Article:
Creating the sacred from the profane: Collective effervescence and everyday activities

Shira Gabriel, Esha Naidu, Elaine Paravati, C. D. Morrison, Kristin Gainey

Research output: Contribution to journalArticle

2 Citations (Scopus)

Abstract

The current research examines the hypothesis that collective effervescence–the sense of connection and meaning that comes from collective events–is not just useful for understanding rare, unusual, and intense collective events, but also as a framework for understanding how seemingly insignificant and/or common collective gatherings (i.e. ‘everyday events’) may give meaning, a sense of connection, and joy to life. We found evidence for our hypothesis across nine different studies utilizing eleven datasets and over 2500 participants. The first three studies found that collective effervescence is best understood as a combination of feeling connected to others and a sensation of sacredness. The next four studies found that collective effervescence is found in common, everyday kinds of events and that it is related to various aspects of enjoying group activities. The last two studies found that collective effervescent experiences are common; three quarters of people experience collective effervescence at least once a week and a third experience them every day. Moreover, commonly experiencing collective effervescence predicts wellbeing above and beyond the effects of other kinds of social connection. Results are discussed in terms of the human need for social connection and the importance of groups.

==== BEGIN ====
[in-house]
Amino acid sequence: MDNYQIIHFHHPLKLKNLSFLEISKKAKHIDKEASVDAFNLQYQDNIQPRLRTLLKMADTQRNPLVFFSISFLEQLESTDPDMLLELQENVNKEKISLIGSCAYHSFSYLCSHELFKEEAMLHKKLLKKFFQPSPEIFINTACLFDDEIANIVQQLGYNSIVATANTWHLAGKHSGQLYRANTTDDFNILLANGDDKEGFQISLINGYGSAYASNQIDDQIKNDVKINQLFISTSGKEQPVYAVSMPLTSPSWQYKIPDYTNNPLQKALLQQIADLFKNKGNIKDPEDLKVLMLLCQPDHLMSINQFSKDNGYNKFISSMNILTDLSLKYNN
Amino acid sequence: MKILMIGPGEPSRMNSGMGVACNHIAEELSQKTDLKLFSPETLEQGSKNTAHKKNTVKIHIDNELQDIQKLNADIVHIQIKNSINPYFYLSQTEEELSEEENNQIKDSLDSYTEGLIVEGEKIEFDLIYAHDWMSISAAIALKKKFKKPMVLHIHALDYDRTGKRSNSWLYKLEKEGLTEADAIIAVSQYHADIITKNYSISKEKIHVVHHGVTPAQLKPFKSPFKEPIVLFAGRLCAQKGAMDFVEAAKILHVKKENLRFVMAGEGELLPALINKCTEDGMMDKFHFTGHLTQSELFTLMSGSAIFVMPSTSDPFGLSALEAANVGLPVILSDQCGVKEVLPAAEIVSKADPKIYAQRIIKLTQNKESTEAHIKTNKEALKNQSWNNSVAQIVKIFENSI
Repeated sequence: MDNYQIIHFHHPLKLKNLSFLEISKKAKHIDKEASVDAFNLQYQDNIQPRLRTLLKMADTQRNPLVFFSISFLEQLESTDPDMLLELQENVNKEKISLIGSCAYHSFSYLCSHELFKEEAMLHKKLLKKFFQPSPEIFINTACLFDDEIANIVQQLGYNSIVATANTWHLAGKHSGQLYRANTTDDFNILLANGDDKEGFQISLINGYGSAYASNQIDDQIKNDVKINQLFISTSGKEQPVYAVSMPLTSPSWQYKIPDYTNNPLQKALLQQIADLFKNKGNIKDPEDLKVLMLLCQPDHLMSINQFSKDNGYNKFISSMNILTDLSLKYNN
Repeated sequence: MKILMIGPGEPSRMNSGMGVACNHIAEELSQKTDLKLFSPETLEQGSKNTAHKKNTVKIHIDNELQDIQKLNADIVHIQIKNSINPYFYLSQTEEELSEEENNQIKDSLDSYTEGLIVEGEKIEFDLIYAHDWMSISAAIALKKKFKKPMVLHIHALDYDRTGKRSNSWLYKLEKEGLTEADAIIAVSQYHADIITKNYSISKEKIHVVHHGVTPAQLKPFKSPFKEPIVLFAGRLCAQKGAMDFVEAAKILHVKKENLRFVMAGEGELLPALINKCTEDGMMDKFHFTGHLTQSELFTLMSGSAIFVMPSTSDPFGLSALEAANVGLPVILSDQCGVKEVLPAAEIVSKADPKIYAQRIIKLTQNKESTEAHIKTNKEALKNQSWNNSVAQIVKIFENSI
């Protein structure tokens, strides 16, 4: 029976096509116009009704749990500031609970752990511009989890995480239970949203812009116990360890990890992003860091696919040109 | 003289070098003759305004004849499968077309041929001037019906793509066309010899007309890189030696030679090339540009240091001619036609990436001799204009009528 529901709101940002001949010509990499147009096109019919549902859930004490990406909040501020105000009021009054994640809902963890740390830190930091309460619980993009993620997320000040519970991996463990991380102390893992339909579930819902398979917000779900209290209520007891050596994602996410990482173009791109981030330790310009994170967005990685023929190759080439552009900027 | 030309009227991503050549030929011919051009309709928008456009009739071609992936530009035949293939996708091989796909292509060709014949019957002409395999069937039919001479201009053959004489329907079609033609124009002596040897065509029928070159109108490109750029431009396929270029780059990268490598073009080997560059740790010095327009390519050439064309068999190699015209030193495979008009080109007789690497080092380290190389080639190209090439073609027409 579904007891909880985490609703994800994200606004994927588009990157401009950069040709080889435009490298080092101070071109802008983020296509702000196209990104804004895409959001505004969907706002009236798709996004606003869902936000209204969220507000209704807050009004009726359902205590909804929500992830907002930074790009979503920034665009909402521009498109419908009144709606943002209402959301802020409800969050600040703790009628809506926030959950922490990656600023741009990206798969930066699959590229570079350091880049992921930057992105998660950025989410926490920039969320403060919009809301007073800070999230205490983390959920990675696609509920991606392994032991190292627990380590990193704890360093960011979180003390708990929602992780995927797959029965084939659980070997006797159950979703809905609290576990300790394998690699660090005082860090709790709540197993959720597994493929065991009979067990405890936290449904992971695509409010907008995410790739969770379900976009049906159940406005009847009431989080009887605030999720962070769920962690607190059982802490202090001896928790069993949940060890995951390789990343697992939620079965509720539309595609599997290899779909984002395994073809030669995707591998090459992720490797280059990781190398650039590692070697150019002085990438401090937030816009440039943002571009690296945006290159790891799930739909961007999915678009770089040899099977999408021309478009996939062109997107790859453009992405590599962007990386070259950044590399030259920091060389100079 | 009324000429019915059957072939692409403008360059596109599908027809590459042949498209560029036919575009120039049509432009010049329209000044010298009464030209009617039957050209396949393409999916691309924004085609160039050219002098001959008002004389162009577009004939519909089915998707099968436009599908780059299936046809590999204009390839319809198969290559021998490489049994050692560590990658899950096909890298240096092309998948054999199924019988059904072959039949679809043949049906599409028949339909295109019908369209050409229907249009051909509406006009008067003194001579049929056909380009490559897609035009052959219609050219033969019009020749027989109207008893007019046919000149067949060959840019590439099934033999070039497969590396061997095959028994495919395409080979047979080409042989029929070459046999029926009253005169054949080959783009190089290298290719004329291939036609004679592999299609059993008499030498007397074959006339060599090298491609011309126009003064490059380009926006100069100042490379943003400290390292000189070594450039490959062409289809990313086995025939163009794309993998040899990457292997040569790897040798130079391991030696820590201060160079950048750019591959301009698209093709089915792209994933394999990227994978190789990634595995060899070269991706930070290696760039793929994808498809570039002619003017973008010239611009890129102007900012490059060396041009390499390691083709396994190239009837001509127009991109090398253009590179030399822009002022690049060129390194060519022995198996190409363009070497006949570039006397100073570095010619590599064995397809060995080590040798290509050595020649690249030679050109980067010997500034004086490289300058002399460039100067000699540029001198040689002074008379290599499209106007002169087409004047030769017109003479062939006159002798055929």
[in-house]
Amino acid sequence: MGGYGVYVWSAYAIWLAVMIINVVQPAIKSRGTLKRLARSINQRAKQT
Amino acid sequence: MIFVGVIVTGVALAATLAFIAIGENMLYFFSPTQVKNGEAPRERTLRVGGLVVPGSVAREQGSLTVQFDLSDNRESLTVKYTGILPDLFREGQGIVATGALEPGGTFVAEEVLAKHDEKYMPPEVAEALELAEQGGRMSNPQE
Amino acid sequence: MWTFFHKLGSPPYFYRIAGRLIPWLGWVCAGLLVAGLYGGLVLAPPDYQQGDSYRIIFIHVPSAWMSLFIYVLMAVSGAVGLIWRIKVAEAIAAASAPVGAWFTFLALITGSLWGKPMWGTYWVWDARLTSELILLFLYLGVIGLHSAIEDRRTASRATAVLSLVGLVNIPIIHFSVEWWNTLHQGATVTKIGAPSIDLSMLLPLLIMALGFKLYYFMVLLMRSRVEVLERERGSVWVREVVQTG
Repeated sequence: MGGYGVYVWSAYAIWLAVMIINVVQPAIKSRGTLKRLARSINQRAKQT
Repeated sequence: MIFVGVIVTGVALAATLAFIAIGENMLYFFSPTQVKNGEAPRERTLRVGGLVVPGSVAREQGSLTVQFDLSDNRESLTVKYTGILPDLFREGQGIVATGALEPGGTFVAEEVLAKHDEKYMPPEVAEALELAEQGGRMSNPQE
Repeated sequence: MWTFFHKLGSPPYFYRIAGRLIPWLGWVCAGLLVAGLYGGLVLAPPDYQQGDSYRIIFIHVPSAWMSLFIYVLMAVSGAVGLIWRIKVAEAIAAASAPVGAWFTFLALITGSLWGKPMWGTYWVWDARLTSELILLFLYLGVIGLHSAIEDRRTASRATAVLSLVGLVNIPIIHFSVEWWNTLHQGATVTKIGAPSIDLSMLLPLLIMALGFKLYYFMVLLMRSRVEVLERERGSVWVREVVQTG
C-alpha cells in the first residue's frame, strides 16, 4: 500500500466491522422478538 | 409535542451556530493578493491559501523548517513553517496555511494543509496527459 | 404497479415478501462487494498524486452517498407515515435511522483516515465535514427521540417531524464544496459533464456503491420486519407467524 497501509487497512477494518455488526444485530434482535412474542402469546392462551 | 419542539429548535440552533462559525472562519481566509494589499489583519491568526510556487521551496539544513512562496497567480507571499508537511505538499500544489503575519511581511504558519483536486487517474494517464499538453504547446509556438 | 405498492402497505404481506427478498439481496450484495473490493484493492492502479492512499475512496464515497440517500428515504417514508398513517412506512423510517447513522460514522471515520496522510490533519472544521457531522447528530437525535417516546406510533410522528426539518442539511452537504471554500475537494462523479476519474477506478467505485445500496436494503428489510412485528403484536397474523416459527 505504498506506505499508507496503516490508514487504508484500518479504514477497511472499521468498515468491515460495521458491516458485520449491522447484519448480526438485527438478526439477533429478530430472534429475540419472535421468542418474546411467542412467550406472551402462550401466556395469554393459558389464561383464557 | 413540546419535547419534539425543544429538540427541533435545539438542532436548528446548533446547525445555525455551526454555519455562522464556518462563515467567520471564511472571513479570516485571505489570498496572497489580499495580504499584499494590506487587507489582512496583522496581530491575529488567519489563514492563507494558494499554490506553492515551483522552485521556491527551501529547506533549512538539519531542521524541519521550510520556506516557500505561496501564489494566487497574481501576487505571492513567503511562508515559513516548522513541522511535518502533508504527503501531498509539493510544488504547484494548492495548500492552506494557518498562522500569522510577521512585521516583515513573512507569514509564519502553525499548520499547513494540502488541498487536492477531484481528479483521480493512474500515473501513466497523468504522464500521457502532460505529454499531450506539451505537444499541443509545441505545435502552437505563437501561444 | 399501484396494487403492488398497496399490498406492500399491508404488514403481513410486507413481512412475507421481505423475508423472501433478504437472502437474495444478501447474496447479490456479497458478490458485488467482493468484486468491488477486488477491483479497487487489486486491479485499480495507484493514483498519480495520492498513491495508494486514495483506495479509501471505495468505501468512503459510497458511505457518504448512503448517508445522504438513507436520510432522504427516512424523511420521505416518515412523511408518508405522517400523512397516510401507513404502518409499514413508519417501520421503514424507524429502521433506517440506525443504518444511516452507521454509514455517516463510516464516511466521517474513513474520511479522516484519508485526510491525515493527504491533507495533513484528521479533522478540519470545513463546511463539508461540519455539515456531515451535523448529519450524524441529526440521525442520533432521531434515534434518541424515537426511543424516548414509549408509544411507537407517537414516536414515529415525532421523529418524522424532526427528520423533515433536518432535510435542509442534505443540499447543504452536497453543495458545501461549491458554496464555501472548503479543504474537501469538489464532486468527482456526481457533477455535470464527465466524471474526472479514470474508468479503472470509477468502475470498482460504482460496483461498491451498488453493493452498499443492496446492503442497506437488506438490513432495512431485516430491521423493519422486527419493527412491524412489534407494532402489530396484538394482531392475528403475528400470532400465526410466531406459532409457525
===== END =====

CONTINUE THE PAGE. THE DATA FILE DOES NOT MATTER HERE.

Original languageEnglish
JournalJournal of Positive Psychology
DOIs
Publication statusE-pub ahead of print - Nov 2019
Externally publishedYes

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